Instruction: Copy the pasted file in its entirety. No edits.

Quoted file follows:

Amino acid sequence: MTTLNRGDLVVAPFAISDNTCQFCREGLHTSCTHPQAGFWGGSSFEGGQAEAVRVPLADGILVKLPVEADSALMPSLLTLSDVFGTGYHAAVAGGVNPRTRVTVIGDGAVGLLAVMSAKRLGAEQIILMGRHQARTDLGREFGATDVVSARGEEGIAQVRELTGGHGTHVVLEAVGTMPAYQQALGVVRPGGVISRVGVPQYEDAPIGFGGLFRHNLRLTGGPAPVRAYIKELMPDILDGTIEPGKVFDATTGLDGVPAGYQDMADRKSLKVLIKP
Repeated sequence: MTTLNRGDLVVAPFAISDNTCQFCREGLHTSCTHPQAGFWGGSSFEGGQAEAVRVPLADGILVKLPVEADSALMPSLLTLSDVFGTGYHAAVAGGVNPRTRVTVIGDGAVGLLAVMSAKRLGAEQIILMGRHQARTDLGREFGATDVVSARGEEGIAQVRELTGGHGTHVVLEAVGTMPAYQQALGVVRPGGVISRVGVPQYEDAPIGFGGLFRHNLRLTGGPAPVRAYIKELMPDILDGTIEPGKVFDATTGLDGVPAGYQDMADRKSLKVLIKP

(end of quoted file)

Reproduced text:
Amino acid sequence: MTTLNRGDLVVAPFAISDNTCQFCREGLHTSCTHPQAGFWGGSSFEGGQAEAVRVPLADGILVKLPVEADSALMPSLLTLSDVFGTGYHAAVAGGVNPRTRVTVIGDGAVGLLAVMSAKRLGAEQIILMGRHQARTDLGREFGATDVVSARGEEGIAQVRELTGGHGTHVVLEAVGTMPAYQQALGVVRPGGVISRVGVPQYEDAPIGFGGLFRHNLRLTGGPAPVRAYIKELMPDILDGTIEPGKVFDATTGLDGVPAGYQDMADRKSLKVLIKP
Repeated sequence: MTTLNRGDLVVAPFAISDNTCQFCREGLHTSCTHPQAGFWGGSSFEGGQAEAVRVPLADGILVKLPVEADSALMPSLLTLSDVFGTGYHAAVAGGVNPRTRVTVIGDGAVGLLAVMSAKRLGAEQIILMGRHQARTDLGREFGATDVVSARGEEGIAQVRELTGGHGTHVVLEAVGTMPAYQQALGVVRPGGVISRVGVPQYEDAPIGFGGLFRHNLRLTGGPAPVRAYIKELMPDILDGTIEPGKVFDATTGLDGVPAGYQDMADRKSLKVLIKP